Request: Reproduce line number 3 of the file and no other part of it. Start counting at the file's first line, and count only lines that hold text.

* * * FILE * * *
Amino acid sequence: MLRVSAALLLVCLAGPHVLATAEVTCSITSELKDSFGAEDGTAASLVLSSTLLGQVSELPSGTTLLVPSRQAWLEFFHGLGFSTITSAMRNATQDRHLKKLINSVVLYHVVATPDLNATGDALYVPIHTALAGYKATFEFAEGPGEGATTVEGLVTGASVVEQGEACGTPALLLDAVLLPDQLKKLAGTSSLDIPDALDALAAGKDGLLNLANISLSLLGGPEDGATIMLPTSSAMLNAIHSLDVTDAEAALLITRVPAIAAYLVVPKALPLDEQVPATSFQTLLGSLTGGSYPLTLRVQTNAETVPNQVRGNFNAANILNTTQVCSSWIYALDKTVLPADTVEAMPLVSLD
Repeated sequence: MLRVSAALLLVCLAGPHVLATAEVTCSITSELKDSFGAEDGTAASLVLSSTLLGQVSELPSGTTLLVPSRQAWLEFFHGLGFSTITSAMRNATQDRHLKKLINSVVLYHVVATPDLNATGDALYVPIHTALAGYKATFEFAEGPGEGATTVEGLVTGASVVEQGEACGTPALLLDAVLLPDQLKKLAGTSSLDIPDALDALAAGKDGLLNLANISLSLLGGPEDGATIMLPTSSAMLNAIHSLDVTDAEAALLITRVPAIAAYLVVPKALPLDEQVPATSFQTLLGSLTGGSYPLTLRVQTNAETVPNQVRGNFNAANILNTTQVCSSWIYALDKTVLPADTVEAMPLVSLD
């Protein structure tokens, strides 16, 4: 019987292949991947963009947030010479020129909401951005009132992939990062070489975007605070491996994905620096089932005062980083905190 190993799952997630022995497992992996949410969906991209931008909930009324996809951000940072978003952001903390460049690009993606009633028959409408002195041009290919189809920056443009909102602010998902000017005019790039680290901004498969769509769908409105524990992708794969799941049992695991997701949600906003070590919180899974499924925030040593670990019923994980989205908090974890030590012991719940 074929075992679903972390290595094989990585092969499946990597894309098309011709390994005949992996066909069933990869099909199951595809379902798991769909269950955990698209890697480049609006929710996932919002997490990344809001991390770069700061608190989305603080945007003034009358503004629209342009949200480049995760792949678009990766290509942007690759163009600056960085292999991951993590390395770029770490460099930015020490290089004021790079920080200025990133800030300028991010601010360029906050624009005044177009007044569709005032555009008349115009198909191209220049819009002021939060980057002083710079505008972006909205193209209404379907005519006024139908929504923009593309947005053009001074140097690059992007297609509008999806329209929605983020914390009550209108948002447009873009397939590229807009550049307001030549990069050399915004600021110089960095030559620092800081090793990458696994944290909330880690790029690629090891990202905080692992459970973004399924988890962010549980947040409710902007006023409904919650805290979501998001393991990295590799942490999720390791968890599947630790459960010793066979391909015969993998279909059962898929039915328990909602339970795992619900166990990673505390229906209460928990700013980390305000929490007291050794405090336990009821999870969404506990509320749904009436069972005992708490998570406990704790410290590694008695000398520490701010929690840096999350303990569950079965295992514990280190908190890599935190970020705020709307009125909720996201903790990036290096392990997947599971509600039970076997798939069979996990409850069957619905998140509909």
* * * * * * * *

């Protein structure tokens, strides 16, 4: 019987292949991947963009947030010479020129909401951005009132992939990062070489975007605070491996994905620096089932005062980083905190 190993799952997630022995497992992996949410969906991209931008909930009324996809951000940072978003952001903390460049690009993606009633028959409408002195041009290919189809920056443009909102602010998902000017005019790039680290901004498969769509769908409105524990992708794969799941049992695991997701949600906003070590919180899974499924925030040593670990019923994980989205908090974890030590012991719940 074929075992679903972390290595094989990585092969499946990597894309098309011709390994005949992996066909069933990869099909199951595809379902798991769909269950955990698209890697480049609006929710996932919002997490990344809001991390770069700061608190989305603080945007003034009358503004629209342009949200480049995760792949678009990766290509942007690759163009600056960085292999991951993590390395770029770490460099930015020490290089004021790079920080200025990133800030300028991010601010360029906050624009005044177009007044569709005032555009008349115009198909191209220049819009002021939060980057002083710079505008972006909205193209209404379907005519006024139908929504923009593309947005053009001074140097690059992007297609509008999806329209929605983020914390009550209108948002447009873009397939590229807009550049307001030549990069050399915004600021110089960095030559620092800081090793990458696994944290909330880690790029690629090891990202905080692992459970973004399924988890962010549980947040409710902007006023409904919650805290979501998001393991990295590799942490999720390791968890599947630790459960010793066979391909015969993998279909059962898929039915328990909602339970795992619900166990990673505390229906209460928990700013980390305000929490007291050794405090336990009821999870969404506990509320749904009436069972005992708490998570406990704790410290590694008695000398520490701010929690840096999350303990569950079965295992514990280190908190890599935190970020705020709307009125909720996201903790990036290096392990997947599971509600039970076997798939069979996990409850069957619905998140509909």